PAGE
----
Anyone want to speculate whether or not Dougie Feith was giving the torturers a script to focus on Iraq’s specious ties to al Qaeda?
    see —


  3. Mr.Murder says:

    Give me back my country.
    Too bad they didn’t torture Michael moore like that, eh?
    You’re next if you say nothing.


  4. ... says:

    some people are quite content to get their hands dirty from monday to saturday, just so long as they can wash them on sunday… that summarizes ‘some’ of these same folks, who work hard to keep up appearances, follow the letter of the law, but avoid at all costs the intent and spirit behind it all…


  5. PissedOffAmerican says:

    “Apparently people who are regular churchgoers are more likely to support torture than those who are not regular churchgoers”
    Thats not at all suprising. They are more confident in God’s support for their self righteousness. Besides, after all, they’re “forgiven”. If nothing else, centuries of religious war and carnage should have long ago taught us that for most religious wack-jobs, a “loving God” means “loves me, hates you”.


  6. David says:

    Here’s a truly sad note for you. Apparently people who are regular churchgoers are more likely to support torture than those who are not regular churchgoers. Brings immediately to mind, “And Jesus wept.”


  7. jc says:

    This piece about Zubaydah is plenty disturbing on its own– but many of the comments it generated at the L.A.Times prove to me that too many of our people are losing touch with the goodness America once represented in the world.
    Too many of the comments demonstrate the kind of mindless nastiness that could be this nation’s downfall. One can not reason with such people. All they can do is spout fountains of ugly, hateful right-wing propaganda…they are so lost.


  8. JamesL says:

    But what if the clerk knew where the bomb in New York was buried, and when it was set to go off?
    I think we just better torture everybody and be done with it. In this dangerous world, even one percent is too much to be left to chance. On the other hand you just can’t be sure the first time around, can you? We would need torture re-ups. A sign-up sheet. A minimum age would cut the numbers to process, say 8. Better make that 6 just to be safe. The wonders it would do for unemployment!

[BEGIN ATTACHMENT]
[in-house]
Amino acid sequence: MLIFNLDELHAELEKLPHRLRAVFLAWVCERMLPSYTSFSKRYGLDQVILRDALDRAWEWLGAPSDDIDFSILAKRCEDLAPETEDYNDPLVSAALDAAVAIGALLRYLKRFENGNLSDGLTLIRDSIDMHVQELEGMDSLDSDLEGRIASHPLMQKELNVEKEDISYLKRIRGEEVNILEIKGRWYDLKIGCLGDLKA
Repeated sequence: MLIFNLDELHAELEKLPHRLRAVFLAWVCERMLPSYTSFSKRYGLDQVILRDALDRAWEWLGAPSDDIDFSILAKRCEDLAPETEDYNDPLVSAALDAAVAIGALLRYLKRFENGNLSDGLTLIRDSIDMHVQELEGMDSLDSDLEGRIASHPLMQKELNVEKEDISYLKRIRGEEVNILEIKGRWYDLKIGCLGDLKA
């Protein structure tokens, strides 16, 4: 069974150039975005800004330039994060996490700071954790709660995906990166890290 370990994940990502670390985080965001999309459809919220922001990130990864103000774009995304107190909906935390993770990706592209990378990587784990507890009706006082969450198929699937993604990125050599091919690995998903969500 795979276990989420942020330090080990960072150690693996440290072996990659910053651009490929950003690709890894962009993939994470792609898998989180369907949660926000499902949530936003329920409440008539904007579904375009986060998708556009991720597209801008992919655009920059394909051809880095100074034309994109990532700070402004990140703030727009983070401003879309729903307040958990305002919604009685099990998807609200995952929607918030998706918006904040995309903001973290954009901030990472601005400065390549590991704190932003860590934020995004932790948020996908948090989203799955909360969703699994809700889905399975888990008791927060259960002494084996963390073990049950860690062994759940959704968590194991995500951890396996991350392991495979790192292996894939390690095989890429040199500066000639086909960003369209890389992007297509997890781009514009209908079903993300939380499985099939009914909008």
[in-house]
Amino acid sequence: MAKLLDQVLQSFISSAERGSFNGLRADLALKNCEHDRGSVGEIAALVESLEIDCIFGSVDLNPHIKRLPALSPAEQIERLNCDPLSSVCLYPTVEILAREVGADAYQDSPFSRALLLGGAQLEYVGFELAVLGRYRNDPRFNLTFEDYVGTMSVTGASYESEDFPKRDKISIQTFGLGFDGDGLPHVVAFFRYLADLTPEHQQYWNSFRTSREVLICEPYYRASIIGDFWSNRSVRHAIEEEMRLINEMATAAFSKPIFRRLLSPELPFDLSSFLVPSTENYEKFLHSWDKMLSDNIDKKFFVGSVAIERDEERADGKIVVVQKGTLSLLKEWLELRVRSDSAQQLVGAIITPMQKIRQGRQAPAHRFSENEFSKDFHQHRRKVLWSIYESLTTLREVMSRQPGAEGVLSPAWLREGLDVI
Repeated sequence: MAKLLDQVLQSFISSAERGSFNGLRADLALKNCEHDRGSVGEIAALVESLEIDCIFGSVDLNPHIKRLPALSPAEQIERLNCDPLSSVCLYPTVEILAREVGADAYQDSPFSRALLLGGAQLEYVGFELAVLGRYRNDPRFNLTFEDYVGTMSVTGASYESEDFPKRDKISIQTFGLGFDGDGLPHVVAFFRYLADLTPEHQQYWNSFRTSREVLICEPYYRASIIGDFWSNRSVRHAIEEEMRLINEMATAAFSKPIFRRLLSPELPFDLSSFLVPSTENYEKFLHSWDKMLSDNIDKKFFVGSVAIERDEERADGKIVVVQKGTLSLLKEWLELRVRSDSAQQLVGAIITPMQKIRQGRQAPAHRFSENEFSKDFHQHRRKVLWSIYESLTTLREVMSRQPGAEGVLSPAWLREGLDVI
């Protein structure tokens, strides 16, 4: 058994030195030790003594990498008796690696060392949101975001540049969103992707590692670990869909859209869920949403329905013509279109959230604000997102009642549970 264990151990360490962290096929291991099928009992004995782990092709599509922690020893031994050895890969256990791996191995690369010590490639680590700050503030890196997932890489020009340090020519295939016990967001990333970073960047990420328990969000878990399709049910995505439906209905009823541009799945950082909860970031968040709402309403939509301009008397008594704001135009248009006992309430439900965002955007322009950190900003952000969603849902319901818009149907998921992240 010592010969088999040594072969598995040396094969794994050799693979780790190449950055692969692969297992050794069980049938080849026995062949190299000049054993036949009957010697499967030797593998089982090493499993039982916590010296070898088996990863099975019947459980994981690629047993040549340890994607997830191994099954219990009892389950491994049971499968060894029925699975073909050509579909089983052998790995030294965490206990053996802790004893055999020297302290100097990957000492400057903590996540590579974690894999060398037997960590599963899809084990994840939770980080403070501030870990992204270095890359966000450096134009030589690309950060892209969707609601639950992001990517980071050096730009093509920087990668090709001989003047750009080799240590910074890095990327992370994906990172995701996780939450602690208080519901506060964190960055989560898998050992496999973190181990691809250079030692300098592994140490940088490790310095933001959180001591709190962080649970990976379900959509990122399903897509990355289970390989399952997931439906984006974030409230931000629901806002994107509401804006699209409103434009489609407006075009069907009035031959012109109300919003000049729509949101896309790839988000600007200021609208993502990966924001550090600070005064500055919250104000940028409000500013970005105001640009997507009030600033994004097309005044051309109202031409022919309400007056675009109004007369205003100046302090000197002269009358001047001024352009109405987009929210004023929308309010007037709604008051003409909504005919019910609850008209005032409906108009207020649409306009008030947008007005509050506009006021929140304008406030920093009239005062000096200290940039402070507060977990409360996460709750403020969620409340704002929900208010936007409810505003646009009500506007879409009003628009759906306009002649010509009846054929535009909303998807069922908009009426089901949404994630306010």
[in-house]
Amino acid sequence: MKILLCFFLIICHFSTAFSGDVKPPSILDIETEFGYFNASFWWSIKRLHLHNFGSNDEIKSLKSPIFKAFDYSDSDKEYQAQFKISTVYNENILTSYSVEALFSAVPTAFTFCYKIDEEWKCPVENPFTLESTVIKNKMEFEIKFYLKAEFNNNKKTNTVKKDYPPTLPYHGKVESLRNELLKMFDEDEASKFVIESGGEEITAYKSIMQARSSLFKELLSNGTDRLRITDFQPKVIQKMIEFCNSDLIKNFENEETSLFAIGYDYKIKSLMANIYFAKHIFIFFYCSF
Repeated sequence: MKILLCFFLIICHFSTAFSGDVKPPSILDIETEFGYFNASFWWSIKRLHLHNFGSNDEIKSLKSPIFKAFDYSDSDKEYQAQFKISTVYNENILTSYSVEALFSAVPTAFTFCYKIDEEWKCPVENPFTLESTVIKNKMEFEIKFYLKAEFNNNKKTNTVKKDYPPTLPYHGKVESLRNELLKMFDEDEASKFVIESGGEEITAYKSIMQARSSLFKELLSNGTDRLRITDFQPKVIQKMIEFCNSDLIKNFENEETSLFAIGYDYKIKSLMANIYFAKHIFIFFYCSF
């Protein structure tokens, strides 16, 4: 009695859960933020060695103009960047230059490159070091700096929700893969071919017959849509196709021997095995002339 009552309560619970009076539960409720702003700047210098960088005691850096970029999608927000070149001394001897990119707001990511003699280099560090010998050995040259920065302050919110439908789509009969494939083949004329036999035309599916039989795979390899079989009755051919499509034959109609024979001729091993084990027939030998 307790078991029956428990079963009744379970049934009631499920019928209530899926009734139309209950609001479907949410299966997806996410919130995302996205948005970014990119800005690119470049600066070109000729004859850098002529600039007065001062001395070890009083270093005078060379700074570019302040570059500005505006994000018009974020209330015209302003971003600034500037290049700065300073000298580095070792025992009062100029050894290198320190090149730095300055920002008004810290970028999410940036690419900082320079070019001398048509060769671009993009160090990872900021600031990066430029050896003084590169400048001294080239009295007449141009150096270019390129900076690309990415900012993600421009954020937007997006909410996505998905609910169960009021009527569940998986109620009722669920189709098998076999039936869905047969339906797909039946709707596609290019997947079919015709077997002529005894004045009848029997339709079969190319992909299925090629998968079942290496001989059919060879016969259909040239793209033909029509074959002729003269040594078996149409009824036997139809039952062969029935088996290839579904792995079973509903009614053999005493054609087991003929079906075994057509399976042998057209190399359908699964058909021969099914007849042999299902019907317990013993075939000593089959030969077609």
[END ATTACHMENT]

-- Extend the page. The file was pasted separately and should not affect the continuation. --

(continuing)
9. silver slipper says:

    Doesn’t this show the wrong picture with this article? This looks like a picture of Abu Ghraib. The types of interrogation techniques stated in the article doesn’t mention shocking a suspect nor is it one of the methods under dispute right now in the news.


  10. Cato the Censor says:

    I just want to second KB’s previous remarks. Good for you for describing barbarism for what it is.


  11. Kansas Boy says:

    I just want to commend you for your sober, common sense to these
    foreign policy issues. We all owe you for so regularly stirring up
    discussion and debate on important issues facing the country.
    I start my day reading your blog each and every morning.
    Your friends in Kansas


  12. Josh Meah says:

    This is just so horrendous.
    On tape and elsewhere, “terrorists” frequently
    claim that they attack the citizens of America and
    Europe, because the citizens of those countries
    are “free” and part of a democracy. However, don’t
    mistake the cause of their frustration for their
    Is it hate for “Freedom” and democracy or is it
    sometimes the desire for a real response from
    citizens within democracies?
    In some cases, Samuel Huntington’s “Clash of
    Civilizations?” thesis has some real weight. But
    then you have stuff like this, useless and
    senseless torture, that will pulls real, murderous
    enemies out of the shadows. “Shadows” not because
    the people aren’t real, but because we probably
    won’t know where they come from.
    The family unit is so important and, for Middle
    Easterners, it frequently extends far out of their
    own country.
    A torture here easily translates into a
    recruitment anywhere.
    This has to stop!
    Despite all of its detractors, I’m still in
    support of commissiononaccountability.org
    Enough delaying. Please sign up.


Add your comment

Your email address will not be published. Required fields are marked *